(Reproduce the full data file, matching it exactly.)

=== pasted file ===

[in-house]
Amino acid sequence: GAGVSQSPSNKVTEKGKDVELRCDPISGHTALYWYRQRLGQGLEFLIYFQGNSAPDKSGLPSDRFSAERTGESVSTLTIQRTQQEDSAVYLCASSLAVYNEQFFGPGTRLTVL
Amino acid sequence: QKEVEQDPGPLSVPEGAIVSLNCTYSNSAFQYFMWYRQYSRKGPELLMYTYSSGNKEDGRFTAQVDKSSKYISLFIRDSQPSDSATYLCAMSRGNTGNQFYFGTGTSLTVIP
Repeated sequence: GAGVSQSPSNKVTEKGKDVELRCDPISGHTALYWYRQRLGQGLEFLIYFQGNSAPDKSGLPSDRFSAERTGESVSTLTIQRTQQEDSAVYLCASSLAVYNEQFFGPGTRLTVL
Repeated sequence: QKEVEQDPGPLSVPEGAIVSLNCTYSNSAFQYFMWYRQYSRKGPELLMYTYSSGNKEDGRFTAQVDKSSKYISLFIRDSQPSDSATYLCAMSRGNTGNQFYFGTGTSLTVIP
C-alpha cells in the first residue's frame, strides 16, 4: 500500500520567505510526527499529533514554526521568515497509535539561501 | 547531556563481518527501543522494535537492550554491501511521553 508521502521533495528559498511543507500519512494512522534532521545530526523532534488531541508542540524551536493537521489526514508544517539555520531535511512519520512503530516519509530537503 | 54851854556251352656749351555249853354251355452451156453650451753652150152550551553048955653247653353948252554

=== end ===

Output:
[in-house]
Amino acid sequence: GAGVSQSPSNKVTEKGKDVELRCDPISGHTALYWYRQRLGQGLEFLIYFQGNSAPDKSGLPSDRFSAERTGESVSTLTIQRTQQEDSAVYLCASSLAVYNEQFFGPGTRLTVL
Amino acid sequence: QKEVEQDPGPLSVPEGAIVSLNCTYSNSAFQYFMWYRQYSRKGPELLMYTYSSGNKEDGRFTAQVDKSSKYISLFIRDSQPSDSATYLCAMSRGNTGNQFYFGTGTSLTVIP
Repeated sequence: GAGVSQSPSNKVTEKGKDVELRCDPISGHTALYWYRQRLGQGLEFLIYFQGNSAPDKSGLPSDRFSAERTGESVSTLTIQRTQQEDSAVYLCASSLAVYNEQFFGPGTRLTVL
Repeated sequence: QKEVEQDPGPLSVPEGAIVSLNCTYSNSAFQYFMWYRQYSRKGPELLMYTYSSGNKEDGRFTAQVDKSSKYISLFIRDSQPSDSATYLCAMSRGNTGNQFYFGTGTSLTVIP
C-alpha cells in the first residue's frame, strides 16, 4: 500500500520567505510526527499529533514554526521568515497509535539561501 | 547531556563481518527501543522494535537492550554491501511521553 508521502521533495528559498511543507500519512494512522534532521545530526523532534488531541508542540524551536493537521489526514508544517539555520531535511512519520512503530516519509530537503 | 54851854556251352656749351555249853354251355452451156453650451753652150152550551553048955653247653353948252554